I was signed up for the Big Half last year. It was during a period where my race calendar played a game of Find the Lady with me. I was supposed to run GMU45, but tried to drop to GMU30, as it was just after TGC and so binned the Big Half as it was a week later and the lesser of the 3 by a country mile. But then the snows came, GMU was cancelled and so I was free the Big Half weekend but just didn’t fancy it. I was cheer squad instead down in Greenwich, fighting for space on slippery cobbled pavements with families trying to get a few moment’s view of their loved ones as they ran by. This year, despite not fancying it again, a week after GMU30, I said I would run.
My initial thoughts – this is the fugly half of the London marathon route in reverse. In my head, much like Hackney Half, as I read the bunf about the crowds and the atmosphere and all the palaver, I realised that this race was just another money spinner. But what else would you expect with Vitality involved? The organisers would probably talk about the crowds and atmosphere and all the nonsense even if no one actually ran the race. Such is the way of many big events nowadays. It is an experience not a race with more celebs and influencers than you can shake a selfie stick at. I am, however, happy to be proved wrong. I just don’t think I will be.
Is it a big half? Well, it is massively over-subscribed and overcrowded if that is what they mean? 13,000 of the 18,000 registered actually bothered to run. A lot of places are given to corporates and charities, there were unlimited community places for a tenner. But, for regular humans, it is surprisingly inexpensive for large London races at £35 when Hackney have a whopping £80 VIP ticket and Royal Parks have yet to throw their crazy pricing into the mix. I used to love halves, and rarely run them nowadays. I ran 3 last year, and this is one of only two planned for 2019 which is a bit of a pain, as one of my aims for this year was a PB at every distance and I am no way near fast enough to challenge my half PB at the moment.
So why the Big Half? God knows, I should probably have signed up for Ealing, as it is supposed to be wonderful. The Big Half, from the people who brought you the most over-subscribed and overcrowded marathon in the World, has too much wrong with it for me to be enamoured with the idea of running it. Other than missing the 2018 race, where most of my London crowd ran it, and therefore some sort of closure, I don’t know what possessed me. It certainly wasn’t a love for the route.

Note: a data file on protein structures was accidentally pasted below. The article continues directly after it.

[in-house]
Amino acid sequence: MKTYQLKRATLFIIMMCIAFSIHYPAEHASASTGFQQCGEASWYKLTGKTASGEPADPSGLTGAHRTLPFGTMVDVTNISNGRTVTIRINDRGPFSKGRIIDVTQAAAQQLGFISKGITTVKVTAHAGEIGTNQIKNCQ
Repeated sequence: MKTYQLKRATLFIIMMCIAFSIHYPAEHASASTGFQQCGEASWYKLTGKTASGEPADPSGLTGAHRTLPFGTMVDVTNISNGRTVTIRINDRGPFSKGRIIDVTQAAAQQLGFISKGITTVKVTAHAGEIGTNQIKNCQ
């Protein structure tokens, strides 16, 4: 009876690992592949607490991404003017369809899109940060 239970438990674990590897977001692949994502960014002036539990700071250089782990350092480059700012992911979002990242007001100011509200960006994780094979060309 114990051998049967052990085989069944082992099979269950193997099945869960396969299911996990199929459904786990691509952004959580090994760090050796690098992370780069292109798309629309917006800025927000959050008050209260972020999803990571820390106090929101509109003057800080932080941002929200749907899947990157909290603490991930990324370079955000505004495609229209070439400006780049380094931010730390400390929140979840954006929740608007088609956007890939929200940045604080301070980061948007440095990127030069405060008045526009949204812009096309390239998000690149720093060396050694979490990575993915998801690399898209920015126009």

It is the fugly first half of the London Marathon, without the really grotty Woolwich bit, but in reverse and people will still pay through the ass to run in London. Those people would include my people. Rachee Vee, Baz Tav, Sarah Grimshaw, Kyla Whitefoot, Nick Tam, Dave Adams, Stephen Reynolds, Ro Saunders and Grumpy would all be there for a half bimble to name but a few, in the midst of a storm (strong winds and possible rain forecast) and then a beer and FEB (full English breakfast) tweet up at the Lost Hour on the way home. And I guess that is it for me this year, whilst I am soloing a lot of races (so far 14 of my 27 races booked I am flying alone), it is those where I get to see the peeps that mean the most. And so, to the Big Half, and given my last 3 races have been Pilgrims, Portland and Green Man (a week ago), thirteen point one miles on a flattish road in my home town is both weird and unusual.
I think it was an unnecessarily early start for a London race. Bags by 8.20. Pens by 8.40. And you may not even start by 9.45 (although I was out before 9.10. 9:06:41 to be precise, as they make a big thing about the efficiency). And this all seemed odd and early. I have run races in Surrey where I have gotten up, tubed to Waterloo and trained to get to the start later than this. And, when I met Baz and Rach at London Bridge to walk to Tower Bridge with the masses, it started to rain too. So much so that, after dropping off my bag in my numbered truck, and waiting for Baz and Rach to return from theirs, I decided to take off and find my start pen, head down, and focused. Focus? I hear you ask.